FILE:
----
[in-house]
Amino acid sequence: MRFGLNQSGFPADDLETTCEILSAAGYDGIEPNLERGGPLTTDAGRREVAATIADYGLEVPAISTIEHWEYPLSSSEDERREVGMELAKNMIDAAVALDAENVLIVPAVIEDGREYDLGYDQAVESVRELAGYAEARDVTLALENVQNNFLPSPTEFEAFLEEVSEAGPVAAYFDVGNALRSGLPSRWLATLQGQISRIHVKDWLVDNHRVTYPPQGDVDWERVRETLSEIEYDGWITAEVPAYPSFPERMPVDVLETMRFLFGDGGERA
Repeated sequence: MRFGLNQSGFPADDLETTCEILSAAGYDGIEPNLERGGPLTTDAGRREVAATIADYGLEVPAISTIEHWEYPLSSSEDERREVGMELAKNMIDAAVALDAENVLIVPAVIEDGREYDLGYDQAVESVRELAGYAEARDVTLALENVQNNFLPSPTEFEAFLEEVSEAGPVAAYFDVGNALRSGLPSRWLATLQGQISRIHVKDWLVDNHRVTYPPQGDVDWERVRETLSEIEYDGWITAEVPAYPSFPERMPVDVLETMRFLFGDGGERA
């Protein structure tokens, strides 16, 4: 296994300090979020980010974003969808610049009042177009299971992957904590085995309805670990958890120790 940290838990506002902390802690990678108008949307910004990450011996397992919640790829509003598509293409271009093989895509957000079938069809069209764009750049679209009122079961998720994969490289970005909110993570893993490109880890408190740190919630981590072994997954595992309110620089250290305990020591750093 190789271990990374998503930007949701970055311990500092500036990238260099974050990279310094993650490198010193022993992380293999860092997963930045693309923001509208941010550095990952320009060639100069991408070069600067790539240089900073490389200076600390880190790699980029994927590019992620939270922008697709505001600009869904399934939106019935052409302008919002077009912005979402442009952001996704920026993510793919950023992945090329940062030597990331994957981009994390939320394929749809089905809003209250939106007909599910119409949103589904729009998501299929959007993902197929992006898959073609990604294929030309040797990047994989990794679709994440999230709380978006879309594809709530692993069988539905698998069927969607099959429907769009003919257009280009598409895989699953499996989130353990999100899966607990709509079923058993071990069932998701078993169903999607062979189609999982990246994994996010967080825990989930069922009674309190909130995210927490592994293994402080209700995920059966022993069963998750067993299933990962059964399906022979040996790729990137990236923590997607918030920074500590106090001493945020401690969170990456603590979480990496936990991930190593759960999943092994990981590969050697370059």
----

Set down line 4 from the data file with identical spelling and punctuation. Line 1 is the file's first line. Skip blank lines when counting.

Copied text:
């Protein structure tokens, strides 16, 4: 296994300090979020980010974003969808610049009042177009299971992957904590085995309805670990958890120790 940290838990506002902390802690990678108008949307910004990450011996397992919640790829509003598509293409271009093989895509957000079938069809069209764009750049679209009122079961998720994969490289970005909110993570893993490109880890408190740190919630981590072994997954595992309110620089250290305990020591750093 190789271990990374998503930007949701970055311990500092500036990238260099974050990279310094993650490198010193022993992380293999860092997963930045693309923001509208941010550095990952320009060639100069991408070069600067790539240089900073490389200076600390880190790699980029994927590019992620939270922008697709505001600009869904399934939106019935052409302008919002077009912005979402442009952001996704920026993510793919950023992945090329940062030597990331994957981009994390939320394929749809089905809003209250939106007909599910119409949103589904729009998501299929959007993902197929992006898959073609990604294929030309040797990047994989990794679709994440999230709380978006879309594809709530692993069988539905698998069927969607099959429907769009003919257009280009598409895989699953499996989130353990999100899966607990709509079923058993071990069932998701078993169903999607062979189609999982990246994994996010967080825990989930069922009674309190909130995210927490592994293994402080209700995920059966022993069963998750067993299933990962059964399906022979040996790729990137990236923590997607918030920074500590106090001493945020401690969170990456603590979480990496936990991930190593759960999943092994990981590969050697370059």